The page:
There’s an old adage in sailing: If you’re not over early every once in a while, you’re not pushing hard enough. Day Two of the International Masters Regatta was full of action, particularly at the start line. A handful of boats jumped the gun and were penalized with OCSs. At this point in the regatta, the Masters are looking to put points on their competitors by getting a good start and an early lead. But, this strategy took a toll on second place sailor, Tad Lacey.
Conditions for Day Two were variable compared to Day One. The races started on a course axis of about 250 degrees. The wind steadily backed 50 degrees to the left throughout the day with numerous mark changes. The Race Committee adjusted the weather mark three times before the start of Series Race Eight. By the end of the day, the breeze faded from a peak of 9 knots to an average of about 6 knots for the final race.
Dave Perry and his crew sailed competitive races today coming in first during Series Race Six and second in Series Race Eight. Perry continues to hold his first place standing at the end of Day Two with 26 points. Tad Lacey is in second with 38 points and Andy Roy is in third place with 44 points.
Watching from the sidelines was San Diego Race Director Jeff Johnson. “It’s really important at this point in a three day regatta to make moves on your competitors. With Perry and Lacey tied for first at the finish of yesterday, Lacey needed to gain points on Perry. The best way for him to have done that would be to get a good start and dominate the first leg. Unfortunately for Lacey, he pulled the trigger too early 50% of the time today. It’s really hard to come back from that.”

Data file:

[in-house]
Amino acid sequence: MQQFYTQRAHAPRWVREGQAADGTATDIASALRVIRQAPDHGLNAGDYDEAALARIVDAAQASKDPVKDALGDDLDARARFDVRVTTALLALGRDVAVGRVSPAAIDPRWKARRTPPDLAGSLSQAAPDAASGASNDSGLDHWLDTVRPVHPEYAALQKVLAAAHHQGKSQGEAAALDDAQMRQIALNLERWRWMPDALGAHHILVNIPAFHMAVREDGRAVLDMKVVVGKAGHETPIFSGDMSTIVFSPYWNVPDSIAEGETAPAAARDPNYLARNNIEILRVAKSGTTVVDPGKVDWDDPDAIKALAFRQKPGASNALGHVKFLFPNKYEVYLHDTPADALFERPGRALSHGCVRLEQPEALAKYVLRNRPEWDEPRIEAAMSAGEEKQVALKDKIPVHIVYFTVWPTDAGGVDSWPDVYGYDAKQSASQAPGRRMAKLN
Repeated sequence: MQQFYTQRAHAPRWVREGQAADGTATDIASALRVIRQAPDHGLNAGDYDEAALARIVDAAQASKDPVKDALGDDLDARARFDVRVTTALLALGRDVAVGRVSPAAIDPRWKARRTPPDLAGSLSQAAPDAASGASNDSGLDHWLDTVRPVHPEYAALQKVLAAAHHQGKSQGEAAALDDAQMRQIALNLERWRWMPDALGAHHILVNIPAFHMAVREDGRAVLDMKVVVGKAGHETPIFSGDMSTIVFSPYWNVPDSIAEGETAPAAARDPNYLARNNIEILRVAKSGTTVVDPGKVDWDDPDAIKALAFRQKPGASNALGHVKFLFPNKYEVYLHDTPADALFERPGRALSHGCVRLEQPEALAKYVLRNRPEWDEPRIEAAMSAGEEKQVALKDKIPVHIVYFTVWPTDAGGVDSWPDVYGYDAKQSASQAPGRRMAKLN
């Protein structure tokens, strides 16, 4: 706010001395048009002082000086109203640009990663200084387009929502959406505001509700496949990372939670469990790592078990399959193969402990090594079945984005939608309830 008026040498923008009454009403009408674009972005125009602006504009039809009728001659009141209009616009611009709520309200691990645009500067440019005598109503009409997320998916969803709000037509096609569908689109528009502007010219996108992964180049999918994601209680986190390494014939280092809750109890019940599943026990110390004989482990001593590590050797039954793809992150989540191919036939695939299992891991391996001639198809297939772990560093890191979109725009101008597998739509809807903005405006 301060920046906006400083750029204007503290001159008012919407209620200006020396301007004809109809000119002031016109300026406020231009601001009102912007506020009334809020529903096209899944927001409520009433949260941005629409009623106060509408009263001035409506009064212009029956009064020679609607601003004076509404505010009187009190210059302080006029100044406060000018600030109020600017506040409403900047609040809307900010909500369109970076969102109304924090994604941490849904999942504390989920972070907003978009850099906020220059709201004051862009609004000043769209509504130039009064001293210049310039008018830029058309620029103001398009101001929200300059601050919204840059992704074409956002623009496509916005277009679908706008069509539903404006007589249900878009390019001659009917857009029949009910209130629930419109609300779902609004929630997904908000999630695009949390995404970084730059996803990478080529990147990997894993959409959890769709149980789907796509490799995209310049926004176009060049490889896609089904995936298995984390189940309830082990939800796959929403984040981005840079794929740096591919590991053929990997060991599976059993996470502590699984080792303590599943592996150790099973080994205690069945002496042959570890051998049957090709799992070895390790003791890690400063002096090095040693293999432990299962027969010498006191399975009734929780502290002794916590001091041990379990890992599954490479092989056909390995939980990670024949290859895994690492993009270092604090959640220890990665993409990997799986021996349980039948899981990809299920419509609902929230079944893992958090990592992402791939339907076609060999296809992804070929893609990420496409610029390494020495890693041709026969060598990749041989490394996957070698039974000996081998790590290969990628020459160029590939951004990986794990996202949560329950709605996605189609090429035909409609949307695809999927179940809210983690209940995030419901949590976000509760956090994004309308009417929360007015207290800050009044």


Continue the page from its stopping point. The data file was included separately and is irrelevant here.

Another standout in the results was a three way tie for third between Andy Roy, Bill Menninger and Jon Andron, all finishing the day with 44 points. Roy won the tie breaker by taking second place in Series Race Seven.
Bill Menninger, winner of the 2016 International Masters Regatta, explains how he is going to get pull ahead of the tie tomorrow. “The competition is getting stiffer every year… We’re going for all firsts tomorrow and with that we might have a chance to win. Our only strategy is to sail fast!”
After the races, the sailors stormed the docks in anticipation of the International Masters Regatta Banquet at the San Diego Yacht Club. Race Chair Alli Bell talks about the traditions of the Banquet. “Every year at the Banquet we hold a roast between all of the Masters. All of these competitors have known each other for so long. It’s fun for them to come and reminisce about old times in a way that sometimes is a little teasing. Plus, you learn a lot about them that you didn’t know before!”
Tomorrow, the Masters will compete in the final day of racing followed by an Awards Ceremony to conclude the weekend.